Friday, December 17, 2010

Thy Vast Domain

1845 - 1918

Infinite, Thy vast domain; Everlasting is Thy reign.
Holy God, We Praise Thy Name

To see a world in a grain of sand, And a heaven in a wild flower,
Hold infinity in the palm of your hand, And eternity in an hour.
William Blake

I see it, but I don't believe it.
Georg Cantor


Faith is where you find it. Let me show you where I find some of mine. It won't take long. Come with me to the place where mathematics, philosophy, and religion meet. But first, a question or two....

Consider the set of natural numbers: {1,2,3,4,5...}
Now consider the same set, less the number 1: {2,3,4,5...}
Is this new set smaller?

The set of all numbers between 0 and 1 is an infinite set.
The set of all numbers between 0 and 2 is also an infinite set.
Is this set twice as large?

Does infinity exist?

How big is it?

Does infinity come in different "sizes?"

Think about these for a bit before you read on.


Answers: no, no, yes, BIG, yes.


Georg Cantor, the father of set theory, was a fascinating man. He made a life's work out of exploring the infinite, with many surprising results. His proofs are remarkably simple to follow, considering. The mark of his genius was in seeing the way to demonstrate his assertions. Rather than reproduce his work here, let me tell you what I learned from it.

Say I had a bunch of balloons and a group of children. How could I know if I had one balloon for each child? Well, I could count the balloons and the children. That would work. Or, I could just give one balloon to each child. If, at the end, I had no balloons or children left over, then I had exactly enough. The two sets were equal. That is a one-to-one correspondence.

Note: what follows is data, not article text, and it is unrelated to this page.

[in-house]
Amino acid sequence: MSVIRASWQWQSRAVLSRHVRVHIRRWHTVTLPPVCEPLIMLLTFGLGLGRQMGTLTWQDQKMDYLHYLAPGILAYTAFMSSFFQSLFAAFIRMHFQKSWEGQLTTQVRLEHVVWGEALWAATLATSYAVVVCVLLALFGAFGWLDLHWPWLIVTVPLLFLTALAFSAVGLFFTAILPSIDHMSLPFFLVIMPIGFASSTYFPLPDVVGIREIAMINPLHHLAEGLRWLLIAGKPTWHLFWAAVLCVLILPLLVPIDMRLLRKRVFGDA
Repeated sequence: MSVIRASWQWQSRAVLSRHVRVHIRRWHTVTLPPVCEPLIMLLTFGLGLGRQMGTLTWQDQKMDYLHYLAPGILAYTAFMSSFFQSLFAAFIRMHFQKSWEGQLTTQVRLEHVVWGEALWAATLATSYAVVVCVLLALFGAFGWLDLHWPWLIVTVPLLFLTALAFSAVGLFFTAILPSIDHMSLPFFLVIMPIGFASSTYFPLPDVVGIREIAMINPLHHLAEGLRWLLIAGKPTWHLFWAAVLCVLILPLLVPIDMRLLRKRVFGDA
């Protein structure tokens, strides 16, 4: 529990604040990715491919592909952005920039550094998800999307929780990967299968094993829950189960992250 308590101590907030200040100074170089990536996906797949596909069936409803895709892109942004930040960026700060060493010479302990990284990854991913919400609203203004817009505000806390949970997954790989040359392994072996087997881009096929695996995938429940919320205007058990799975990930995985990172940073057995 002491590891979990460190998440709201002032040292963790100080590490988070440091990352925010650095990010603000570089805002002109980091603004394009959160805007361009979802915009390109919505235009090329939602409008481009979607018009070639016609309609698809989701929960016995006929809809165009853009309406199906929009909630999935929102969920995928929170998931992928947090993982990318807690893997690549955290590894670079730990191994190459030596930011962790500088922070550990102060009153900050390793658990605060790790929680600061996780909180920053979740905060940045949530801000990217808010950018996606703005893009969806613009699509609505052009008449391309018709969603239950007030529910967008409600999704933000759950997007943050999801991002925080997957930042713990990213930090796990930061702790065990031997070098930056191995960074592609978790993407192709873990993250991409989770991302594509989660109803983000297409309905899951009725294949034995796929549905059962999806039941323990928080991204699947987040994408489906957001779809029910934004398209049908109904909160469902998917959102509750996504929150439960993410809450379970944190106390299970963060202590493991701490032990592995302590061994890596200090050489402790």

To compare infinite sets, we attempt to set up a one-to-one correspondence between them. If this can be shown to exist, we say the sets have the same cardinality. If it does not exist, they do not. With me? Here are some interesting conclusions:

Any line segment contains the same number of points. In fact, any line segment, of any size, contains the same number of points as the entire number line!

The infinite plane has the same cardinality as the number line. Adding a second dimension does not make the set larger.

In fact, adding any number of dimensions does not make the set larger!

The natural numbers {1,2,3,4,5...} are a countable set. There are an infinite number of them, of course, yet they can be, in Cantor's term, denumerated. Rational numbers: quotients of two integers of the form p/q, where p and q share no common factors, are also a countable set.

Cantor showed that there are as many rational numbers as natural numbers. The sets have the same cardinality. Doesn't this seem strange?

In fact, there are many correspondences which seem counterintuitive, for example:

There are as many even numbers as natural numbers.